23. 23. R-Value The R-value of a material is its resistance to heat flow and is an indication of its ability to insulate. • It is used as a standard way of telling how good a material will insulate. • The higher the R-value, the better the insulation. Its units of measurement: ▪ (square feet x hour x degree F)/BTU in the English system ▪ (square meters x degrees C)/watts in the metric system Three points to consider in using Thermal Insulating Materials
  24. 24. R-Value Three points to consider in using Thermal Insulating Materials Material R-Value Material R-Value Hardwood siding (1 in. Thick) 0.91 Cellulose fibre (1 in. Thick) 3.7 Wood Shingles (lapped) 0.87 Flat glass (0.125 in. Thick) 0.89 Brick (4 in. Thick) 4 Insulating glass (0.25 in space) 1.54 Concrete block (filled cores) 1.93 Air space (3.5 in. thick) 1.01 Fiberglass batting (3.5 in. Thick) 10.9 Free tagnant air layer 0.17 Fiberglass batting (6 in. Thick) 18.8 Drywall (0.5 in. Thick) 0.45 Fiberglass board (1 in. Thick) 4.35 Sheathing (0.5 in. Thick) 1.32
  25. 25. Thermal Insulating Materials 1. slab or block insulation—known as blocks or boards, 2.5cm thick and 60cm x 120cm or more in area. These may be made of cork board, mineral wool, vermiculite, cellular glass, cellular rubber, saw dust, asbestos cement, etc. these are fixed to walls, slabs or roofs. slab or block insulation
  26. 26. Thermal Insulating Materials slab or block insulation
  27. 27. Thermal Insulating Materials 2. Blanket insulation—these are flexible fibrous rolls made from mineral wool, processed wood fibres, cotton, animal hair, etc. available in thickness of 12 to 80mm. These are directly spread on the wall or ceiling surfaces.
  28. 28. Thermal Insulating Materials 3. Loose fill insulation—may consist of fibrous materials like rock wool, slag wool, cellulose or wood fiber wool, etc. filled loosely in the studding space.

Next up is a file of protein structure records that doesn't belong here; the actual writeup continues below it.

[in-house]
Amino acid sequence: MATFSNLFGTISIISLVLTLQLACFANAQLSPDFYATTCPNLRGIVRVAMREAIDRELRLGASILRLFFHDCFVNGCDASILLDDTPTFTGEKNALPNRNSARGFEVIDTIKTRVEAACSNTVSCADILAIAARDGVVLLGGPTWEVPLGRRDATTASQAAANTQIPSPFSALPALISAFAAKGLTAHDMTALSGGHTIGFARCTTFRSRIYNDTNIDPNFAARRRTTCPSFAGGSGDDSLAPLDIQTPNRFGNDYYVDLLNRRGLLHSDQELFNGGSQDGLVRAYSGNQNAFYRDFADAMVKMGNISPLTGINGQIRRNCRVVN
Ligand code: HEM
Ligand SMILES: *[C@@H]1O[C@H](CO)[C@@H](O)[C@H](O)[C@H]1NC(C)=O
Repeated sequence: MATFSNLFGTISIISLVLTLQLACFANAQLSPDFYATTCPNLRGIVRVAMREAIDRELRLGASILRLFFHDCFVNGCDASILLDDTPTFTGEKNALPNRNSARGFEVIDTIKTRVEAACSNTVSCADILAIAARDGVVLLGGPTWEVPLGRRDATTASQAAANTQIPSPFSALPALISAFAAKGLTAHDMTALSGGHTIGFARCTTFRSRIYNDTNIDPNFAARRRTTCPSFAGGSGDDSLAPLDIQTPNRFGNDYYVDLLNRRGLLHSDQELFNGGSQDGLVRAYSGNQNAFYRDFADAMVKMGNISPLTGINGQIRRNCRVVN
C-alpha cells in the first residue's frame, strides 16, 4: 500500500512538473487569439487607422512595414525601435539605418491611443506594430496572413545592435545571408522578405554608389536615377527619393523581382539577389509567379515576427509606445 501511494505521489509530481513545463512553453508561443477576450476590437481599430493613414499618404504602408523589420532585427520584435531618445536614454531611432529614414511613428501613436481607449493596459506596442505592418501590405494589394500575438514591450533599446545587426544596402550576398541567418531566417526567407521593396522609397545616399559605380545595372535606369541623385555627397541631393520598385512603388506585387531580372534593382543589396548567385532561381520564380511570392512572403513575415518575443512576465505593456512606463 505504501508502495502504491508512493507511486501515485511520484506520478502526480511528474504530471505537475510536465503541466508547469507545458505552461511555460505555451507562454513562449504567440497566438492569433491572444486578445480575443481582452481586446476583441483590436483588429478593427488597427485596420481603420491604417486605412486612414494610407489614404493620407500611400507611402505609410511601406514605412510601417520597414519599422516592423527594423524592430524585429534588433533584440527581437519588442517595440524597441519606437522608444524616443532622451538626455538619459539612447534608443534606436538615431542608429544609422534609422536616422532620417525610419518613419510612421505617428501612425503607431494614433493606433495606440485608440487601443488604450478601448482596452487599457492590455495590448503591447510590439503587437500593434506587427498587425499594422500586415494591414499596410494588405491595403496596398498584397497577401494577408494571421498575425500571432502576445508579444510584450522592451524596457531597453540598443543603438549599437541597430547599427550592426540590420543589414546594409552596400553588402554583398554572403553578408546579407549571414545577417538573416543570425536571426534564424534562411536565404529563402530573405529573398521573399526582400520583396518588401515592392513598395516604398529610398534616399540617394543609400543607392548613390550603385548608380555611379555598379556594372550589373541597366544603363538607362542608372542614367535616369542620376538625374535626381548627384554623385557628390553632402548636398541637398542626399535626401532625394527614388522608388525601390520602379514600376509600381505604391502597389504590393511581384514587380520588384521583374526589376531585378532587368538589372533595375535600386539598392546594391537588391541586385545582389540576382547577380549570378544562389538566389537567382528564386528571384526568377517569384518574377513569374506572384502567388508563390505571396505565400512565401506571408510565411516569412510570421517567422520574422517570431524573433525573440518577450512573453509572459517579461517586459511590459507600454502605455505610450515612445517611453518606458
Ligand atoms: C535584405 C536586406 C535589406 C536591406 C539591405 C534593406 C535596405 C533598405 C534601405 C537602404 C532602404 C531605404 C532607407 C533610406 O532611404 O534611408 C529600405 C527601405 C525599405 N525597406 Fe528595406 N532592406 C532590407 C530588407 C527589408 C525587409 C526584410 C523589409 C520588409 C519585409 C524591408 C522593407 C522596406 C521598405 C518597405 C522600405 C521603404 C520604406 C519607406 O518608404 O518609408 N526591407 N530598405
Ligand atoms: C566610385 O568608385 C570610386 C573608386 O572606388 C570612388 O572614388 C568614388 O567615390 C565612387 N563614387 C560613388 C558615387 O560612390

29. 29. Thermal Insulating Materials 4. Batt insulation—similar to blanket insulations except that these are small in size but of greater thickness. These are also spread on surface of walls and ceiling. Batt insulation
  30. 30. Thermal Insulating Materials 5. Insulating board—used for interior lining of walls and also for partition walls, available in different sizes and thickness 6. Light weight aggregate—heat resistance of concrete can be greatly increased by using blast furnace slag, burnt clay, vermiculite
  31. 31. Thermal Insulating Materials 7. Reflective sheet—have high reflectivity and low emissivity, thus offering high heat resistance. It consist of gypsum boards, steel sheet, aluminium foils, etc. Unlike others, reflective sheets rely on their surface characteristics, thickness of air space & temperature differences for their insulating value.
  32. 32. Thermal Insulating Materials 8. Air barrier—effectively retard or stop the flow of warm, moisture- laden air from inside a building outward through walls, ceiling, and floors to the colder, dryer outside atmosphere.
  33. 33. Application of Insulation materials 1. Flexible insulation – provided in open spaces in the wall, ceiling, or roof construction where it will not be subjected to loads, as it is easily compressible. Quilts or blankets are put between furring strips on masonry wall. Blanket insulation divides the space into two or more air spaces. For greater efficiency, the insulation is fastened at the sides and ends so that there will be no air leakage between spaces. Batts are placed between studs
  34. 34. 2. Fill insulation - installed by pouring the loose granulated material into open spaces between the studs or between ceiling joists. The material may be blown into place through large flexible tubes employing low air pressure. Care is taken to insure the complete filling of space between stud. Application of Insulation materials
  35. 35. 3. Reflective insulation - fixed between studs, joists or rafter. It is held more tightly by using nailing strips. This type of insulation divides the space into two or more air spaces. It is essential that the insulation is fastened at the sides, top, bottom and all laps to restrict the air circulation between the two spaces. Application of Insulation materials
  36. 36. Choice of Insulating materials The choice of insulating material depends upon: ➢the cost of material, ➢area to be covered, ➢standard of insulation required and ➢coat of heating and cooling.
  37. 37. Properties of Insulating materials ✓high thermal resistance, ✓reasonably fireproof, ✓insect proof, ✓durable, ✓non-absorbent of moisture, ✓cheaper and readily available. The insulating material Should have properties of: It should be noted that low density insulating material give better insulations than high density materials. Also the presence of air spaces in the insulating material increases thermal insulation while presence of moisture decreases thermal insulation.